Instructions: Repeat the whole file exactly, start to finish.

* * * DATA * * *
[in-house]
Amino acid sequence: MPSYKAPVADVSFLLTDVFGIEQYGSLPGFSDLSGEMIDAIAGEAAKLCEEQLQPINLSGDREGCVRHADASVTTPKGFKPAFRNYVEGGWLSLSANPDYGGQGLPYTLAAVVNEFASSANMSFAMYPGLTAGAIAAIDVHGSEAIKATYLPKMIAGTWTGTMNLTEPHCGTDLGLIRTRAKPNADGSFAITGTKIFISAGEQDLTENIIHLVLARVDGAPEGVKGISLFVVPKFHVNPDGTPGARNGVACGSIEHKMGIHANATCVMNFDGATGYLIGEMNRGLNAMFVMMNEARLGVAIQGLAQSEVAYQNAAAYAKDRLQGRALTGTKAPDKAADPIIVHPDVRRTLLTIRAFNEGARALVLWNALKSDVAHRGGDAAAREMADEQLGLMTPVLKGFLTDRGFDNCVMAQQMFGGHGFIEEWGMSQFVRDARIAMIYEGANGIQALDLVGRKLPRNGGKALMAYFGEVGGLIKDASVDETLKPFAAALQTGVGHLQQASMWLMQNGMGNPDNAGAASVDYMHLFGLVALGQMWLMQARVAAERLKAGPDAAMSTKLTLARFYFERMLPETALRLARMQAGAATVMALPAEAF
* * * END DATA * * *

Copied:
[in-house]
Amino acid sequence: MPSYKAPVADVSFLLTDVFGIEQYGSLPGFSDLSGEMIDAIAGEAAKLCEEQLQPINLSGDREGCVRHADASVTTPKGFKPAFRNYVEGGWLSLSANPDYGGQGLPYTLAAVVNEFASSANMSFAMYPGLTAGAIAAIDVHGSEAIKATYLPKMIAGTWTGTMNLTEPHCGTDLGLIRTRAKPNADGSFAITGTKIFISAGEQDLTENIIHLVLARVDGAPEGVKGISLFVVPKFHVNPDGTPGARNGVACGSIEHKMGIHANATCVMNFDGATGYLIGEMNRGLNAMFVMMNEARLGVAIQGLAQSEVAYQNAAAYAKDRLQGRALTGTKAPDKAADPIIVHPDVRRTLLTIRAFNEGARALVLWNALKSDVAHRGGDAAAREMADEQLGLMTPVLKGFLTDRGFDNCVMAQQMFGGHGFIEEWGMSQFVRDARIAMIYEGANGIQALDLVGRKLPRNGGKALMAYFGEVGGLIKDASVDETLKPFAAALQTGVGHLQQASMWLMQNGMGNPDNAGAASVDYMHLFGLVALGQMWLMQARVAAERLKAGPDAAMSTKLTLARFYFERMLPETALRLARMQAGAATVMALPAEAF